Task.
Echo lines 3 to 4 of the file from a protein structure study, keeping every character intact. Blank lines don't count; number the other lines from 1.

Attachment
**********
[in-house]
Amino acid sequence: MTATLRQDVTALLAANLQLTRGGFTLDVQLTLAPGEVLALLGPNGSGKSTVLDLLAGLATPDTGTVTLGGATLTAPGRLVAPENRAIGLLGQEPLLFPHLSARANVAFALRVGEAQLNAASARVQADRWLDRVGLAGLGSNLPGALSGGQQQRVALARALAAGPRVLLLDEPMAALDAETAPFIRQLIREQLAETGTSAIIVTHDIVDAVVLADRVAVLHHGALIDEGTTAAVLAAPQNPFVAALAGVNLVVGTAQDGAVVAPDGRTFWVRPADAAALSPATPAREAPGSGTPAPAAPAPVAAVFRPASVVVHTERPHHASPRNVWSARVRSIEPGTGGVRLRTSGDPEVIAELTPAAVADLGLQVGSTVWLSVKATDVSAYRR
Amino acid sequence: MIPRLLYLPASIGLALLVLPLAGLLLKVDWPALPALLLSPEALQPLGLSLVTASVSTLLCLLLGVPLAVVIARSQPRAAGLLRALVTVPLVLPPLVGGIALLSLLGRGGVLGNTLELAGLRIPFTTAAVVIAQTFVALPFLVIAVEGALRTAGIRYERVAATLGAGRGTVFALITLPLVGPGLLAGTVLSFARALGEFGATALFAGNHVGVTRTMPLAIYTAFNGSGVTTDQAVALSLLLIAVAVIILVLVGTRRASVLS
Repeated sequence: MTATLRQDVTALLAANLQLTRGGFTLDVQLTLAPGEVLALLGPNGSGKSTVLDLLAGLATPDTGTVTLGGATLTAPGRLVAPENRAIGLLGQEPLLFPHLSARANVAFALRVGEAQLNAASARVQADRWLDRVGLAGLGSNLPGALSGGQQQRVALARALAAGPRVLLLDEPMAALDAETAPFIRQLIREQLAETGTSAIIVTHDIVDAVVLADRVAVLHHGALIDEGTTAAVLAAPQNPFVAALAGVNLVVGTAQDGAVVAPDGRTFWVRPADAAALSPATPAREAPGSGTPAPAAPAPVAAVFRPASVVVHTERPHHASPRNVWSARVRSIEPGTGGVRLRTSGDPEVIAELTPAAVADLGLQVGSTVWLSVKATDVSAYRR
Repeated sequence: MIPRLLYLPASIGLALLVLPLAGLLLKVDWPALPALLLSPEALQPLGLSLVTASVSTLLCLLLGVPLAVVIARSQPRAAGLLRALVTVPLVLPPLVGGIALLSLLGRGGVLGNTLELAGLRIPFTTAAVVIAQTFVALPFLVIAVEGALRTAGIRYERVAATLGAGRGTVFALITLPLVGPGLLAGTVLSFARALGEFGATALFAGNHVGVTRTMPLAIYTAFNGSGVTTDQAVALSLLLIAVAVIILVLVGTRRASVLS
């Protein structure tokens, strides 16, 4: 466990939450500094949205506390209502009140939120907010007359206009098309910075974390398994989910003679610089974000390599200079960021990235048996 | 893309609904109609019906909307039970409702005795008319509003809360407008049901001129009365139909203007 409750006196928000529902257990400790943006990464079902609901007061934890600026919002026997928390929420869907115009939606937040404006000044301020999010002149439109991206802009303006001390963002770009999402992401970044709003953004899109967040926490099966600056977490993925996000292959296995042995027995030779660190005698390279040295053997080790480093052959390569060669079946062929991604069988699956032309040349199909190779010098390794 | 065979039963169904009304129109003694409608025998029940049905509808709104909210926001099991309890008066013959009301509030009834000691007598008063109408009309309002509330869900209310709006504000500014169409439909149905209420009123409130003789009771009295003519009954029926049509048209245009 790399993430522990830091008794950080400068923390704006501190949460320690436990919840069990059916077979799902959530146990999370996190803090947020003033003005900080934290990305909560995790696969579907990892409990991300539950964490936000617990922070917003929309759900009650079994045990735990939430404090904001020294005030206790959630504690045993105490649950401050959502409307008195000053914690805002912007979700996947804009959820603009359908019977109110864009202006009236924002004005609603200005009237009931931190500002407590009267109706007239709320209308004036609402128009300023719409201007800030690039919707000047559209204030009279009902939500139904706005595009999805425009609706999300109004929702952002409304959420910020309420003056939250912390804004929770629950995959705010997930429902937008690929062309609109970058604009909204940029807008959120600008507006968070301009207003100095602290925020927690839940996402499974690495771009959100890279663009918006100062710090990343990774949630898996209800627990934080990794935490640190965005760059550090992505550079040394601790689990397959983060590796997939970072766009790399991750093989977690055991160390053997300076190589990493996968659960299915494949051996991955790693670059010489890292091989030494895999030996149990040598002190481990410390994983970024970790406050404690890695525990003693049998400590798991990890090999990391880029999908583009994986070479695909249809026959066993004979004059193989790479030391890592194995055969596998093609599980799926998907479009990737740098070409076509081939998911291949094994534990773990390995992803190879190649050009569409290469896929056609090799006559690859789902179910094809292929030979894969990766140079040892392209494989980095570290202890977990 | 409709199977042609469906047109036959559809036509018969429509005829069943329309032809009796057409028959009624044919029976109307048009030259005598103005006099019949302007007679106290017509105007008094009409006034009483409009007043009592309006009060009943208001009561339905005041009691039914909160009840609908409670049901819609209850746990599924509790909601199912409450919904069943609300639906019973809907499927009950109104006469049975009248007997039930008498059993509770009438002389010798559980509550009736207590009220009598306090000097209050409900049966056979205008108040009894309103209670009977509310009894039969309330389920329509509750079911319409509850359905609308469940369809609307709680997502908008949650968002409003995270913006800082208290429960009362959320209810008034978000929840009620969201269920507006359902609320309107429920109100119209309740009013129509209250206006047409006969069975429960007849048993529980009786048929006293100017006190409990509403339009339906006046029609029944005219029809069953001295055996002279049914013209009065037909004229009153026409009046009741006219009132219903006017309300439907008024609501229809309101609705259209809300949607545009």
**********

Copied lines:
Amino acid sequence: MIPRLLYLPASIGLALLVLPLAGLLLKVDWPALPALLLSPEALQPLGLSLVTASVSTLLCLLLGVPLAVVIARSQPRAAGLLRALVTVPLVLPPLVGGIALLSLLGRGGVLGNTLELAGLRIPFTTAAVVIAQTFVALPFLVIAVEGALRTAGIRYERVAATLGAGRGTVFALITLPLVGPGLLAGTVLSFARALGEFGATALFAGNHVGVTRTMPLAIYTAFNGSGVTTDQAVALSLLLIAVAVIILVLVGTRRASVLS
Repeated sequence: MTATLRQDVTALLAANLQLTRGGFTLDVQLTLAPGEVLALLGPNGSGKSTVLDLLAGLATPDTGTVTLGGATLTAPGRLVAPENRAIGLLGQEPLLFPHLSARANVAFALRVGEAQLNAASARVQADRWLDRVGLAGLGSNLPGALSGGQQQRVALARALAAGPRVLLLDEPMAALDAETAPFIRQLIREQLAETGTSAIIVTHDIVDAVVLADRVAVLHHGALIDEGTTAAVLAAPQNPFVAALAGVNLVVGTAQDGAVVAPDGRTFWVRPADAAALSPATPAREAPGSGTPAPAAPAPVAAVFRPASVVVHTERPHHASPRNVWSARVRSIEPGTGGVRLRTSGDPEVIAELTPAAVADLGLQVGSTVWLSVKATDVSAYRR